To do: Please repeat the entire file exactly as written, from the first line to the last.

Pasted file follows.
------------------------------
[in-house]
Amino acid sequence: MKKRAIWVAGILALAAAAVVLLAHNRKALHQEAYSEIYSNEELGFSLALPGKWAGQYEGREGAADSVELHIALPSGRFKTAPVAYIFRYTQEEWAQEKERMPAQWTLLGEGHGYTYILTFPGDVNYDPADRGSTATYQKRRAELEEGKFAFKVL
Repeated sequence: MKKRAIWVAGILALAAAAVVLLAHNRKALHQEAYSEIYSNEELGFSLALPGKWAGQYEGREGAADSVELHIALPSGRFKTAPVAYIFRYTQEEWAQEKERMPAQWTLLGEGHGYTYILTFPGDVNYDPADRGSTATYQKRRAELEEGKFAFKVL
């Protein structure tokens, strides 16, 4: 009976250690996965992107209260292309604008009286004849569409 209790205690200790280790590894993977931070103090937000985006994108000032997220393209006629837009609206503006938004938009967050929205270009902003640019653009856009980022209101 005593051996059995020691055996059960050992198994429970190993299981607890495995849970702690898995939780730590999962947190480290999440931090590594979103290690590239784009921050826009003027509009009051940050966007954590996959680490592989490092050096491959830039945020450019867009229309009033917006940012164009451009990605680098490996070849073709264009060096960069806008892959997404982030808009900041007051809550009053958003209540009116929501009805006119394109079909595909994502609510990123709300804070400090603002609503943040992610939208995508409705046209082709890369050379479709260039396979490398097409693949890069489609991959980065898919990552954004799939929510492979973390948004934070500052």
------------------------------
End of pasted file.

[in-house]
Amino acid sequence: MKKRAIWVAGILALAAAAVVLLAHNRKALHQEAYSEIYSNEELGFSLALPGKWAGQYEGREGAADSVELHIALPSGRFKTAPVAYIFRYTQEEWAQEKERMPAQWTLLGEGHGYTYILTFPGDVNYDPADRGSTATYQKRRAELEEGKFAFKVL
Repeated sequence: MKKRAIWVAGILALAAAAVVLLAHNRKALHQEAYSEIYSNEELGFSLALPGKWAGQYEGREGAADSVELHIALPSGRFKTAPVAYIFRYTQEEWAQEKERMPAQWTLLGEGHGYTYILTFPGDVNYDPADRGSTATYQKRRAELEEGKFAFKVL
């Protein structure tokens, strides 16, 4: 009976250690996965992107209260292309604008009286004849569409 209790205690200790280790590894993977931070103090937000985006994108000032997220393209006629837009609206503006938004938009967050929205270009902003640019653009856009980022209101 005593051996059995020691055996059960050992198994429970190993299981607890495995849970702690898995939780730590999962947190480290999440931090590594979103290690590239784009921050826009003027509009009051940050966007954590996959680490592989490092050096491959830039945020450019867009229309009033917006940012164009451009990605680098490996070849073709264009060096960069806008892959997404982030808009900041007051809550009053958003209540009116929501009805006119394109079909595909994502609510990123709300804070400090603002609503943040992610939208995508409705046209082709890369050379479709260039396979490398097409693949890069489609991959980065898919990552954004799939929510492979973390948004934070500052």